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    • Posted

      Doubt it matters where you are from tbh! Achalasia is so rare that everyone needs to stick together! Some very good Facebook groups - I'm a member of most of them.

      Just take it easy eating - no real need to stick

      To liquids tbh as the restriction of the LES has been removed so the food goes down and round the bend - some what like a toilet! But drink plenty and don't rush you self.

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  • Posted

    Thanks to everyone else for the replies so far. I suppose I should listen to my body as Jennie said, though I will definitely take it easy after my episode yesterday and stick to soft foods for awhile longer. I just heated up some pea soup (ahem, pea porridge) and I seem to be tolerating that much better than the fish. 
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  • Posted

    My two nights in the hospital turned into two weeks after the proceedure.  I was told that my esophagus had to be reshaped as it was stretched and collecting food etc. in addition to the Heller M and Fund and Hernia .  So for two weeks I was fed by tube.....My point is that ......I imagine, the less pressure you put on the esophagus right away, the better off you will be.The more time to heal the better. Ignore the happy talk. I had no pain after the surgery and do not to this day.    Buy a Vita Mix and enjoy life. Trisherbell seems to have a good path.   Good luck
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  • Posted

    You need to be carefull about this because every patient is different.   Most hospitals, I think, suggest going on a soft diet first.   I am not sure that anybody can really predict how well the motility is going to go (ie the passage of food down into the stomach) so it does make sense to take it gradually and slowly with a soft / liquid diet.   I think you will always be a slow eater and will always need to make sure that you chew well because the risk of things getting stuck will always be a bit of a fear.   Try avoiding anything with a stringy texture, or with skins etc.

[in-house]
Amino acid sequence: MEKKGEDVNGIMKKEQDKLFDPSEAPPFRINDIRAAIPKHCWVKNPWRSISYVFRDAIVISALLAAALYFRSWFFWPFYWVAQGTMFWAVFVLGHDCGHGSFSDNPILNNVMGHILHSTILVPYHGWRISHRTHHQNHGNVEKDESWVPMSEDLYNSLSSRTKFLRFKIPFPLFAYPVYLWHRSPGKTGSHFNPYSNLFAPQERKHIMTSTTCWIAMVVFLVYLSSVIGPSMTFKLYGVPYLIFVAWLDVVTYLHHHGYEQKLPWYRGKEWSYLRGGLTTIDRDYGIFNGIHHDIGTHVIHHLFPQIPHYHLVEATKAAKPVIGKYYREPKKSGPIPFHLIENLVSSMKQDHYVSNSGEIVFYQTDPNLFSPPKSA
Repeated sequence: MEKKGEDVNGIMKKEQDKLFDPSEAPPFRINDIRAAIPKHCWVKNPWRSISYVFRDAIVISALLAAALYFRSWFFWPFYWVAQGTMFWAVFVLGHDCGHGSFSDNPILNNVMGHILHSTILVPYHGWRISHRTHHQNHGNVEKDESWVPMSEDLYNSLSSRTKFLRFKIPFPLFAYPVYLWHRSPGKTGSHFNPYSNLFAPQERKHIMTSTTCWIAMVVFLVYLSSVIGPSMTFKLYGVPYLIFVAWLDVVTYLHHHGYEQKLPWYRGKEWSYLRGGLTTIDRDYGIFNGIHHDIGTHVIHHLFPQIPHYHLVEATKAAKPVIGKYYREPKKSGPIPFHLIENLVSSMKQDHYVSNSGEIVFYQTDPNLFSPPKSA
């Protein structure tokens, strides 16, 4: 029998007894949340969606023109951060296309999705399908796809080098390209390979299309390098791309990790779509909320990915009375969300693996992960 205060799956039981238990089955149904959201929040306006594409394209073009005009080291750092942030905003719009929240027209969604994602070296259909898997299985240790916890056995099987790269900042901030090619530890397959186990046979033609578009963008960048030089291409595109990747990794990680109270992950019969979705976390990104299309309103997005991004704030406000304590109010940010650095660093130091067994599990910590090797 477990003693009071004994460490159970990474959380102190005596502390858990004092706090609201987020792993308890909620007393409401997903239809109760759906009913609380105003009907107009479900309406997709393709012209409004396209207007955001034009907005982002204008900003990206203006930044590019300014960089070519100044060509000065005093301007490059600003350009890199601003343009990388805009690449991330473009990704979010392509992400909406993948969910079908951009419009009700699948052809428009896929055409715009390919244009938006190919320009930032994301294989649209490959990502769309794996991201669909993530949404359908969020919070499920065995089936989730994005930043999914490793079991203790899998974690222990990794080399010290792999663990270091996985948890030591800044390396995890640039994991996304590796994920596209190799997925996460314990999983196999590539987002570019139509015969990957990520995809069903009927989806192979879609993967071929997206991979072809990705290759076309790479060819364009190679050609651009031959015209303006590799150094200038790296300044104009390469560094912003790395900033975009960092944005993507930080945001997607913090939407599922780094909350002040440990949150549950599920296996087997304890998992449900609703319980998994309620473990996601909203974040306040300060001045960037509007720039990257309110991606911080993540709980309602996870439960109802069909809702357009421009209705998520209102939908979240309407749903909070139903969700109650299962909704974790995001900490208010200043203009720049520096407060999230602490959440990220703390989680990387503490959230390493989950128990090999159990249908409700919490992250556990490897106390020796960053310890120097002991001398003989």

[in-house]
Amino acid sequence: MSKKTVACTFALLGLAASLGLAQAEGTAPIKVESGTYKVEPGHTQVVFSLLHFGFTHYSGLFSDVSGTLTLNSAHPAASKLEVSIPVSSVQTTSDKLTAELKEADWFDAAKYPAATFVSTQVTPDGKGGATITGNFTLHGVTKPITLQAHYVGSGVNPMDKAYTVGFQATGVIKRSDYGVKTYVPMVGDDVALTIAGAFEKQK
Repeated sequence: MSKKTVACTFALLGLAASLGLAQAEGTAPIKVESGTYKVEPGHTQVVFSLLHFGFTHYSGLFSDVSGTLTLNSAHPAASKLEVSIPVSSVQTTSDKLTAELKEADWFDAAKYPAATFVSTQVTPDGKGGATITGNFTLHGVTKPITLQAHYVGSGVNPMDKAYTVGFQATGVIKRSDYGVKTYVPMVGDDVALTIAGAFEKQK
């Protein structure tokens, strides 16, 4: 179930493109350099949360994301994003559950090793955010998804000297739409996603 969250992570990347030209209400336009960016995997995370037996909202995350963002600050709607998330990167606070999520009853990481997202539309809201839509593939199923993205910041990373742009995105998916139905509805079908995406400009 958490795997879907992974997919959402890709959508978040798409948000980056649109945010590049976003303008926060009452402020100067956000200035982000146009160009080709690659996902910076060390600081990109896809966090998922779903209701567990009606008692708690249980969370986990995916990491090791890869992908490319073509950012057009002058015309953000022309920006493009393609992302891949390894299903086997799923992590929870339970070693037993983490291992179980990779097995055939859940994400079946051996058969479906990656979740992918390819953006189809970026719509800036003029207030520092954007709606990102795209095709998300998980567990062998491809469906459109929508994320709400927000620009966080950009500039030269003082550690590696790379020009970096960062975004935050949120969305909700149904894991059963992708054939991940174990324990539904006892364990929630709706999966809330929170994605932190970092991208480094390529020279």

There will be a certain length of time for any soreness around the site of the surgery to settle down.   Surgical scars are usually completely healed after six weeks, and staples probably shorten the time.

    What kind of pain do you experience after food?   Might it simply be that your stomach has become unused to dealing with the quantity of food that you can now consume?   Or might it be reflux if it is in your chest area?   It is you who experiences the effects of eating the wrong thing, and I do not think you should feel at all inhibited from taking it much slower than advised.   There is a tension and anxiety element that affects your swallowing, and you need to feel relaxed about yourself and how you are coping, and if this means progressing to harder food  more slowly then that seems very sensible to me.

    Personally I suffered a leak after a repaired ruptured oesophagus, and a long extra stay in hospital, probably because of starting to eat too soon after surgery and the hospital realised that they had not been cautious enough but my situation was very different from yours.

     

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    • Posted

      The pain I experienced was definitely in the stomach region, not under the sternum as I've experienced countless times before. Unfortunately I don't know my stomach well enough to know if the pain was at the junction of the stomach and the esophagus, or somewhere inside the stomach itself. I'm a terrible cook, and happened to burn the fish a bit in the frying pan. I tried to avoid the charred edges, but I'm sure that I swallowed a few pieces with rough edges. Within about 10-20 minutes, I began feeling sharp pain that went away after an hour or so.